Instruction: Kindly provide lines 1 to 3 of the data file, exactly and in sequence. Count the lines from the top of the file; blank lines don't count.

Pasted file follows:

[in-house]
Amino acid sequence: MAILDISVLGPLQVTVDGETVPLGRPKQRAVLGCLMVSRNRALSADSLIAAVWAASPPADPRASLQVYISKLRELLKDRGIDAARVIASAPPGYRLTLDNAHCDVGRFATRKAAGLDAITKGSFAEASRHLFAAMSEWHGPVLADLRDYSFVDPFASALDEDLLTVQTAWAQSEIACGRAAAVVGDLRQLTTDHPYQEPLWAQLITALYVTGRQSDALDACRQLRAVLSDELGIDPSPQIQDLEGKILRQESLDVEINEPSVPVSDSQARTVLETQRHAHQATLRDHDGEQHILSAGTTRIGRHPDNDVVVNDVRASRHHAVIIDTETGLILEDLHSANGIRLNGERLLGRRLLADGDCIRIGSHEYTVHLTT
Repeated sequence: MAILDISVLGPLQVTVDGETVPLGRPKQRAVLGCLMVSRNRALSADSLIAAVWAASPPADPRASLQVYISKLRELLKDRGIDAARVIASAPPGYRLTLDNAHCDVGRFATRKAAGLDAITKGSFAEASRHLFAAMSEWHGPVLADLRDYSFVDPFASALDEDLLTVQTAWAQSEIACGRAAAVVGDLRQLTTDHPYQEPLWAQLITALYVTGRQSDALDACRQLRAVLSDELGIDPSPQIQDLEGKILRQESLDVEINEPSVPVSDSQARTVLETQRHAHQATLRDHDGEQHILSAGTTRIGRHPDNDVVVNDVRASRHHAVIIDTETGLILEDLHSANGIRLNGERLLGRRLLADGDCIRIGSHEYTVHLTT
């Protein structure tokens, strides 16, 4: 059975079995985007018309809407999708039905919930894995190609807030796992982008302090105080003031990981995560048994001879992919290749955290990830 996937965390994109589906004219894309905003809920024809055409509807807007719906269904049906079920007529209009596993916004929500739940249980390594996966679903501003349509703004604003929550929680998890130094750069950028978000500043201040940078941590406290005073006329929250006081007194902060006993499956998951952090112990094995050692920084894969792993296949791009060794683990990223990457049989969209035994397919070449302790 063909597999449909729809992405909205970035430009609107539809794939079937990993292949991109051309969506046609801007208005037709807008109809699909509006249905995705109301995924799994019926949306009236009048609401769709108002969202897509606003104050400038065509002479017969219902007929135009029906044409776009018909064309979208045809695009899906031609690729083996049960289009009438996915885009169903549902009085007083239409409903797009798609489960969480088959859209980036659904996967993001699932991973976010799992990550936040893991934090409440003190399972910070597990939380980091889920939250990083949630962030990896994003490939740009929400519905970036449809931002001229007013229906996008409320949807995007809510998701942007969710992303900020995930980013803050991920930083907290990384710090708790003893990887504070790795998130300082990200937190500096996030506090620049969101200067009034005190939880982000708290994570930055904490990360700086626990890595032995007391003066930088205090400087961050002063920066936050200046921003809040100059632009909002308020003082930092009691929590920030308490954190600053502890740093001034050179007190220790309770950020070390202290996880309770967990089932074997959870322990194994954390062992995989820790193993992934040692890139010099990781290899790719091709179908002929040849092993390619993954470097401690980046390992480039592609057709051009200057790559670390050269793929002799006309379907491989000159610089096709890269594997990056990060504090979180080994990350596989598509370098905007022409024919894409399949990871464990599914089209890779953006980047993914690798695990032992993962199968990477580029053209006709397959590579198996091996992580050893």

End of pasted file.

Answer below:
[in-house]
Amino acid sequence: MAILDISVLGPLQVTVDGETVPLGRPKQRAVLGCLMVSRNRALSADSLIAAVWAASPPADPRASLQVYISKLRELLKDRGIDAARVIASAPPGYRLTLDNAHCDVGRFATRKAAGLDAITKGSFAEASRHLFAAMSEWHGPVLADLRDYSFVDPFASALDEDLLTVQTAWAQSEIACGRAAAVVGDLRQLTTDHPYQEPLWAQLITALYVTGRQSDALDACRQLRAVLSDELGIDPSPQIQDLEGKILRQESLDVEINEPSVPVSDSQARTVLETQRHAHQATLRDHDGEQHILSAGTTRIGRHPDNDVVVNDVRASRHHAVIIDTETGLILEDLHSANGIRLNGERLLGRRLLADGDCIRIGSHEYTVHLTT
Repeated sequence: MAILDISVLGPLQVTVDGETVPLGRPKQRAVLGCLMVSRNRALSADSLIAAVWAASPPADPRASLQVYISKLRELLKDRGIDAARVIASAPPGYRLTLDNAHCDVGRFATRKAAGLDAITKGSFAEASRHLFAAMSEWHGPVLADLRDYSFVDPFASALDEDLLTVQTAWAQSEIACGRAAAVVGDLRQLTTDHPYQEPLWAQLITALYVTGRQSDALDACRQLRAVLSDELGIDPSPQIQDLEGKILRQESLDVEINEPSVPVSDSQARTVLETQRHAHQATLRDHDGEQHILSAGTTRIGRHPDNDVVVNDVRASRHHAVIIDTETGLILEDLHSANGIRLNGERLLGRRLLADGDCIRIGSHEYTVHLTT